Extrahepatic and Intrahepatic Human Portal Interstitial Cajal Cells

Authors

  • M.C. Rusu,

    Corresponding author
    1. Discipline of Anatomy, Faculty of Dental Medicine, “Carol Davila” University of Medicine and Pharmacy, Bucharest, Romania
    2. Department of Plant and Animal Cytobiology, Institute of Biology – Romanian Academy, Bucharest, Romania
    • “Carol Davila” University of Medicine and Pharmacy, 8 Eroilor Sanitari Blvd., Bucharest RO-76241, Romania
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  • F. Pop,

    1. Discipline of Pathologic Anatomy, Faculty of Medicine, “Carol Davila” University of Medicine and Pharmacy, Bucharest, Romania
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  • S. Hostiuc,

    1. “Mina Minovici” National Institute of Legal Medicine, Bucharest, Romania
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  • G.C. Curcă,

    1. Faculty of Medicine, “Carol Davila” University of Medicine and Pharmacy, Bucharest, Romania
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  • A. Streinu-Cercel

    1. Discipline of Infectious Diseases, Faculty of Medicine, “Carol Davila” University of Medicine and Pharmacy, Bucharest, Romania
    2. “Prof. Dr. Matei Balş” National Institute for Infectious Diseases, Bucharest, Romania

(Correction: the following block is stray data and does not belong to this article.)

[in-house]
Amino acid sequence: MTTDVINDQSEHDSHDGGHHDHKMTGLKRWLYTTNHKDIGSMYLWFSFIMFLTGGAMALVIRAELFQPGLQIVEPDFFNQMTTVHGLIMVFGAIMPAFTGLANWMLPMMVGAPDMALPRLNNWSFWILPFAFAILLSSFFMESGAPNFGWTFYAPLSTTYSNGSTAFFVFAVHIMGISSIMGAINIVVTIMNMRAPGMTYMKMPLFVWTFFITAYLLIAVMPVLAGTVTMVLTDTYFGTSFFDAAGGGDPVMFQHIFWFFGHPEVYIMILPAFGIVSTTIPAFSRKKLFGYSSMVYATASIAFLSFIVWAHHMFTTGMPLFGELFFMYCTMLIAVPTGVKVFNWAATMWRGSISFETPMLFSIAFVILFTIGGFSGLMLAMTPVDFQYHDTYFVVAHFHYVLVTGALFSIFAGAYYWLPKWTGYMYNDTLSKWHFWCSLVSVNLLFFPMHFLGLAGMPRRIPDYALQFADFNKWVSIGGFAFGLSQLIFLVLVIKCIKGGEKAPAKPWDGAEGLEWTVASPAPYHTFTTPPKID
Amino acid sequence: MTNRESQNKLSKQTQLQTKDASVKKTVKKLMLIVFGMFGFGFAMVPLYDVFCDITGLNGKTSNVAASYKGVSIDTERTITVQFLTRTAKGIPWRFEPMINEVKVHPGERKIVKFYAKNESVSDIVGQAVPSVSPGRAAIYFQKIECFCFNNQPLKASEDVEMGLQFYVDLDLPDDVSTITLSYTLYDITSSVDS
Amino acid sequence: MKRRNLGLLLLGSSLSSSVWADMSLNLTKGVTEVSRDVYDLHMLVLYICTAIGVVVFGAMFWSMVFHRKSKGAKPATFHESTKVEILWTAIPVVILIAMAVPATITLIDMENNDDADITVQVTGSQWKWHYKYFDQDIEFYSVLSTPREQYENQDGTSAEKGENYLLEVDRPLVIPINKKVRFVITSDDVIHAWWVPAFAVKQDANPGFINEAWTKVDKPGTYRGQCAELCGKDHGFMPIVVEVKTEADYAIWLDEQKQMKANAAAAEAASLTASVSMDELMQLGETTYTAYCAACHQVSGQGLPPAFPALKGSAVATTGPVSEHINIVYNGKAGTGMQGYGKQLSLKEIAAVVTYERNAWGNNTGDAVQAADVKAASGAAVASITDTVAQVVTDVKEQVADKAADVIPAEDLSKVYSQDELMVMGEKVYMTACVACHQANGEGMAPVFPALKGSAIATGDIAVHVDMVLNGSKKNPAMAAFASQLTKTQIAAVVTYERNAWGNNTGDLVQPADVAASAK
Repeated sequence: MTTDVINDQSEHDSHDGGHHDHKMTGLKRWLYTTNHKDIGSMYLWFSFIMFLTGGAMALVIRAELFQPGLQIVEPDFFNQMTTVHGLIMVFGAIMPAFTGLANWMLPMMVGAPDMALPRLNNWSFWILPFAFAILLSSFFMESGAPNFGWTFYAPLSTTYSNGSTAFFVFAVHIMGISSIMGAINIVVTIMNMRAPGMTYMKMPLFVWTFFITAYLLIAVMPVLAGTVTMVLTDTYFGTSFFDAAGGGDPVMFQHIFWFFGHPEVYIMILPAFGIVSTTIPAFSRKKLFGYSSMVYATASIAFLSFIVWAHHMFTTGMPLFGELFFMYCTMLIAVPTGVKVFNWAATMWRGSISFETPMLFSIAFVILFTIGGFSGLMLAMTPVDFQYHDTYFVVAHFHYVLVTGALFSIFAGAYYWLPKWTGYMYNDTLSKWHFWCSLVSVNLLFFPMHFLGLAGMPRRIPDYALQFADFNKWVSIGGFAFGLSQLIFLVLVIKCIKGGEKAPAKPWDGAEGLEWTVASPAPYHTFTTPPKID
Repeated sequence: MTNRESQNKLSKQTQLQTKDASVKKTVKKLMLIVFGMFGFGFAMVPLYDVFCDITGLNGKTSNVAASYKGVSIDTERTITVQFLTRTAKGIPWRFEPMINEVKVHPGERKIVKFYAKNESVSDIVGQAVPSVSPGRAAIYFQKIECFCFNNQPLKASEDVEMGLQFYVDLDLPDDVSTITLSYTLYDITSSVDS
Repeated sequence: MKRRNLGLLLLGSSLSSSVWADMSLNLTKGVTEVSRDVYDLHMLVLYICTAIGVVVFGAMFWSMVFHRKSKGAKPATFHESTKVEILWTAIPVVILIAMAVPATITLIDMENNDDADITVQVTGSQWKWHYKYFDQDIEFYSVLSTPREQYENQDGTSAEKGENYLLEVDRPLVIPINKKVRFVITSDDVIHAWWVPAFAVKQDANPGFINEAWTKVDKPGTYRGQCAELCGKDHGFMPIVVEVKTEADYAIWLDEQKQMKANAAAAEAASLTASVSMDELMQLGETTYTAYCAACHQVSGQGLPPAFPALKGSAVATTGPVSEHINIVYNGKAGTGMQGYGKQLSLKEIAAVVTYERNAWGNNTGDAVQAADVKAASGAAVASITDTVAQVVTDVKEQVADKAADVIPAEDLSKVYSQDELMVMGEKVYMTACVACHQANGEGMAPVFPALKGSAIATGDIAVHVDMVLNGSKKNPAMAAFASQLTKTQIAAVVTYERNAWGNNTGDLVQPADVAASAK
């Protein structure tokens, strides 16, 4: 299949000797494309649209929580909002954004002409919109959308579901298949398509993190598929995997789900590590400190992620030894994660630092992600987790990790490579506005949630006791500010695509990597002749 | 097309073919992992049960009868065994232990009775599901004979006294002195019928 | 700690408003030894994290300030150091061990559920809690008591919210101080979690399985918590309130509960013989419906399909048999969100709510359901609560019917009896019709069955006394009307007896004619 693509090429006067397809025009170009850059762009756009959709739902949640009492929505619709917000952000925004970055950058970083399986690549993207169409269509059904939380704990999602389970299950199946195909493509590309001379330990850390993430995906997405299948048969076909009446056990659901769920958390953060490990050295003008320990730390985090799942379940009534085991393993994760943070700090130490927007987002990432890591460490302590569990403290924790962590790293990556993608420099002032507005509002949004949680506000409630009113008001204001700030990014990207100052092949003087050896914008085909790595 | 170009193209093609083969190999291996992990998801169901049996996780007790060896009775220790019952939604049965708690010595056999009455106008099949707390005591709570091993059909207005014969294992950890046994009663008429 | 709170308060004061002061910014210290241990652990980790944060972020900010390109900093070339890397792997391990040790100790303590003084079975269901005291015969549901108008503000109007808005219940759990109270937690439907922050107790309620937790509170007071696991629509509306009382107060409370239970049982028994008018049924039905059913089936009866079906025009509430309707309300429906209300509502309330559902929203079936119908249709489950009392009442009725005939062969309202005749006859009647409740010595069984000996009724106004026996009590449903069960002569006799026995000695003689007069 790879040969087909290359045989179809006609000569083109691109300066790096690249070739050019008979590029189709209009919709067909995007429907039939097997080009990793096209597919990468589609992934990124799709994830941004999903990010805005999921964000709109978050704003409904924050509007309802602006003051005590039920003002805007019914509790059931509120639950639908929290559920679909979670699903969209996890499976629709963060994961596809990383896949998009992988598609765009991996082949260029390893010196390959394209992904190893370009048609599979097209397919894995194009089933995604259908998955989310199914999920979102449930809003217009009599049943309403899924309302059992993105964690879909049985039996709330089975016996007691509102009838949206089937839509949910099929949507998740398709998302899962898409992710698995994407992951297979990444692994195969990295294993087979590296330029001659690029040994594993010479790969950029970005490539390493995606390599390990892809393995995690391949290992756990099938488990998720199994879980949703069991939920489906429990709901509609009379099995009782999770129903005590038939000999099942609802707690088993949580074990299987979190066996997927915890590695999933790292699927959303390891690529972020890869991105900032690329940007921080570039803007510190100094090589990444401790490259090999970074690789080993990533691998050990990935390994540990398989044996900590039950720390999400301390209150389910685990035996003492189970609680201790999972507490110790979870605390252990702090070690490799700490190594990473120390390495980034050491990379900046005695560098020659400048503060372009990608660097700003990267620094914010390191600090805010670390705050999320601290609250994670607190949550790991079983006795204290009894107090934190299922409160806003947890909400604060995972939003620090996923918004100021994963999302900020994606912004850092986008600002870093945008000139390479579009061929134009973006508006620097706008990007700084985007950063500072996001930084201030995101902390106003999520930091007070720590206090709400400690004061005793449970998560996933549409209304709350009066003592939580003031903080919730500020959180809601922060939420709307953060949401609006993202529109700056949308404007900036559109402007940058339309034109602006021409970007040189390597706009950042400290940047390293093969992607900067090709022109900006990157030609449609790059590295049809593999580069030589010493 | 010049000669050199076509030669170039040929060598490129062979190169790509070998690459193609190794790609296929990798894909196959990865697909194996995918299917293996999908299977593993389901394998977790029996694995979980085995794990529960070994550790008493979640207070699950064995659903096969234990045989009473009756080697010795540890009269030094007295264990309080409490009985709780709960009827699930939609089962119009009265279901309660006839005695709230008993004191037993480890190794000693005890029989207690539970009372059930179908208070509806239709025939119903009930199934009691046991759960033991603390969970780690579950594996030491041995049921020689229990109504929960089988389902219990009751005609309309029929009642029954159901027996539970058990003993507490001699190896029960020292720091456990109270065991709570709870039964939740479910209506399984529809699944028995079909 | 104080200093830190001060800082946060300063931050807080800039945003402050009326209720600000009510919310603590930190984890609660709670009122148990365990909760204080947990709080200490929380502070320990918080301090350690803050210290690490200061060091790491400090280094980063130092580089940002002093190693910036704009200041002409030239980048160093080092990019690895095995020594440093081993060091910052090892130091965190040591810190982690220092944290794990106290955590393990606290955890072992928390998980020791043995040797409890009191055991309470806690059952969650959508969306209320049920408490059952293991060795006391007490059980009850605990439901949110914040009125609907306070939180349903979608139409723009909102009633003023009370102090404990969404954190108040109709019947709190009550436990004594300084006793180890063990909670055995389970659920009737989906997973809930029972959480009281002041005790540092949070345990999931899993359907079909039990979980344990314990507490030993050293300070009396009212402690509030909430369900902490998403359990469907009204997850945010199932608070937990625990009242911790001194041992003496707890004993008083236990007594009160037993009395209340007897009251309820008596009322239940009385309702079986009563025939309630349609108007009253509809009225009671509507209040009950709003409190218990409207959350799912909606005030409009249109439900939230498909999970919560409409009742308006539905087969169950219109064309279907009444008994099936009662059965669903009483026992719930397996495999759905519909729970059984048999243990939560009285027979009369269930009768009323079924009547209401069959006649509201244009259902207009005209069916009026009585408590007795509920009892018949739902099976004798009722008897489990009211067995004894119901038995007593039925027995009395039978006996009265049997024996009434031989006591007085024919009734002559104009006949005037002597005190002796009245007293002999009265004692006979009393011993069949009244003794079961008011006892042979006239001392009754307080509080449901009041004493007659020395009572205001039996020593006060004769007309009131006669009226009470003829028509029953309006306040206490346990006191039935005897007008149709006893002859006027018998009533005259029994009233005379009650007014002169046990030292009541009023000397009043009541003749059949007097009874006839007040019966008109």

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Abstract

Portal interstitial cells of Cajal (PICCs), acting as vascular pacemakers, were previously only identified in nonhumans. Moreover, there is no evidence available about the presence of such cells within the liver. The objective of the study is to evaluate whether or not PICCs are identifiable in humans and, if they are, whether or not they are following the scaffold of portal vein (PV) branches within the liver. We obtained extrahepatic PVs and liver samples from six adult human cadavers, negative for liver disease, in accordance with ethical rules. They were stained with hematoxylin-eosin (HE) and Giemsa, and then we performed immunohistochemistry on formalin-fixed paraffin-embedded specimens for CD117/c-kit, a marker of the Cajal's cells. Immune labeling was also performed for S-100 protein, desmin, glial fibrillary acidic protein (GFAP), neurofilaments, α-smooth muscle actin (α-SMA), and CD34. c-kit-Positive PICCs were identified within the extrahepatic PV, in portal spaces, and septa. On adjacent sections, these PICCs were negative for all the other antibodies used. In conclusion, our study confirms the presence of extrahepatic PICCs on humans, which may act as a possible intrinsic pacemaker in the human PV. However, the intrahepatic PICCs, which were evidenced here for the first time, are in need for further experimental studies to evaluate their functional role. A promising further direction of the study is the PICCs role in the idiopathic portal hypertension. Anat Rec, 2011. © 2011 Wiley-Liss, Inc.

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